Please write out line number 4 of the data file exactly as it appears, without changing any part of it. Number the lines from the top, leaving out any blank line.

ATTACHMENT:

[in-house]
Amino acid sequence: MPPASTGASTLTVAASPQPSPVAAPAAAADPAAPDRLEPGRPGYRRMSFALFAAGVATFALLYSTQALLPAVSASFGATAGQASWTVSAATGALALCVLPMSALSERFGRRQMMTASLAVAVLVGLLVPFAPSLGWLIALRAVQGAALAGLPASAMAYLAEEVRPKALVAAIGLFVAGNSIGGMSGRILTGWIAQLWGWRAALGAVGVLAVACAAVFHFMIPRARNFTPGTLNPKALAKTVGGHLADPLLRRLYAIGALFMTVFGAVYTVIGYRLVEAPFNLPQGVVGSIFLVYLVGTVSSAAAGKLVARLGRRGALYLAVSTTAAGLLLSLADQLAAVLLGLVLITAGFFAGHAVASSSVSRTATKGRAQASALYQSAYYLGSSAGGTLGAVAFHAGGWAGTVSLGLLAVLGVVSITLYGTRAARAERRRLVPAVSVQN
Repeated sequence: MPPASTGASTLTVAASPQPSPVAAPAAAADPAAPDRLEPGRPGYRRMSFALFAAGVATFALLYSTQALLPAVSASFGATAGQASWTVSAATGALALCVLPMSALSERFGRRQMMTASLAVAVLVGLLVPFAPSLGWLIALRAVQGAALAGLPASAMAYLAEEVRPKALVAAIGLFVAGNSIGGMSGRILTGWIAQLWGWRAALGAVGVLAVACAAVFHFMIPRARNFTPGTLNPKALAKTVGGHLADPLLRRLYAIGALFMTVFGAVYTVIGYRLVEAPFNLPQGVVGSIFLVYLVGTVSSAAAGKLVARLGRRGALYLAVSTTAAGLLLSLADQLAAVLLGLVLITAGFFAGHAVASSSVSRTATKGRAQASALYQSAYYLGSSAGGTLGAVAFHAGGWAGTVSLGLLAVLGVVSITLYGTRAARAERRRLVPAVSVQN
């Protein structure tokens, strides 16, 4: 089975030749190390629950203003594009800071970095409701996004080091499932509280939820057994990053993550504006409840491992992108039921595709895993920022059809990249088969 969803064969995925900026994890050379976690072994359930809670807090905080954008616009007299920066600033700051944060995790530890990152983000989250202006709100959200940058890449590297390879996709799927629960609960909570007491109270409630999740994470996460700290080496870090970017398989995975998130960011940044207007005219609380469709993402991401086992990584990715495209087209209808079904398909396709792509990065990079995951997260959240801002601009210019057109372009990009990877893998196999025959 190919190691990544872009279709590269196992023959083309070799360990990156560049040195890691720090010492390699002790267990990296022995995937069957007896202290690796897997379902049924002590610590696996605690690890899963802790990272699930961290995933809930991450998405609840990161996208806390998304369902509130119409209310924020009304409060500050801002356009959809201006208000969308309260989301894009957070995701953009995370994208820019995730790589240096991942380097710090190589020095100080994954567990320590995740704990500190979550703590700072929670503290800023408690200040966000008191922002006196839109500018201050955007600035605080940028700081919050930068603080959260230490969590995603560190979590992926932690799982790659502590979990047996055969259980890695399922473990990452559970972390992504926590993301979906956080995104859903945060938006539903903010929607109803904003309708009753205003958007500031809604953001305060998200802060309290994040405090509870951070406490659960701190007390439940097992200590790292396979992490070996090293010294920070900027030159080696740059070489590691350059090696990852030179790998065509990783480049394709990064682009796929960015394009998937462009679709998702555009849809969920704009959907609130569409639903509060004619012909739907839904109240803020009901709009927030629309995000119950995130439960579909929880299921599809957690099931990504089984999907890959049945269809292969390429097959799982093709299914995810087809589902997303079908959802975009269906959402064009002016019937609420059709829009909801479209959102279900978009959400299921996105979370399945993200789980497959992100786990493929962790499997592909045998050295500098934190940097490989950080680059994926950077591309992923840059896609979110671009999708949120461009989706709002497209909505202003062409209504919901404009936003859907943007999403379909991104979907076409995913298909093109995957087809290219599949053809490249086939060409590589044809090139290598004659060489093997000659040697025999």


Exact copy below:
């Protein structure tokens, strides 16, 4: 089975030749190390629950203003594009800071970095409701996004080091499932509280939820057994990053993550504006409840491992992108039921595709895993920022059809990249088969 969803064969995925900026994890050379976690072994359930809670807090905080954008616009007299920066600033700051944060995790530890990152983000989250202006709100959200940058890449590297390879996709799927629960609960909570007491109270409630999740994470996460700290080496870090970017398989995975998130960011940044207007005219609380469709993402991401086992990584990715495209087209209808079904398909396709792509990065990079995951997260959240801002601009210019057109372009990009990877893998196999025959 190919190691990544872009279709590269196992023959083309070799360990990156560049040195890691720090010492390699002790267990990296022995995937069957007896202290690796897997379902049924002590610590696996605690690890899963802790990272699930961290995933809930991450998405609840990161996208806390998304369902509130119409209310924020009304409060500050801002356009959809201006208000969308309260989301894009957070995701953009995370994208820019995730790589240096991942380097710090190589020095100080994954567990320590995740704990500190979550703590700072929670503290800023408690200040966000008191922002006196839109500018201050955007600035605080940028700081919050930068603080959260230490969590995603560190979590992926932690799982790659502590979990047996055969259980890695399922473990990452559970972390992504926590993301979906956080995104859903945060938006539903903010929607109803904003309708009753205003958007500031809604953001305060998200802060309290994040405090509870951070406490659960701190007390439940097992200590790292396979992490070996090293010294920070900027030159080696740059070489590691350059090696990852030179790998065509990783480049394709990064682009796929960015394009998937462009679709998702555009849809969920704009959907609130569409639903509060004619012909739907839904109240803020009901709009927030629309995000119950995130439960579909929880299921599809957690099931990504089984999907890959049945269809292969390429097959799982093709299914995810087809589902997303079908959802975009269906959402064009002016019937609420059709829009909801479209959102279900978009959400299921996105979370399945993200789980497959992100786990493929962790499997592909045998050295500098934190940097490989950080680059994926950077591309992923840059896609979110671009999708949120461009989706709002497209909505202003062409209504919901404009936003859907943007999403379909991104979907076409995913298909093109995957087809290219599949053809490249086939060409590589044809090139290598004659060489093997000659040697025999």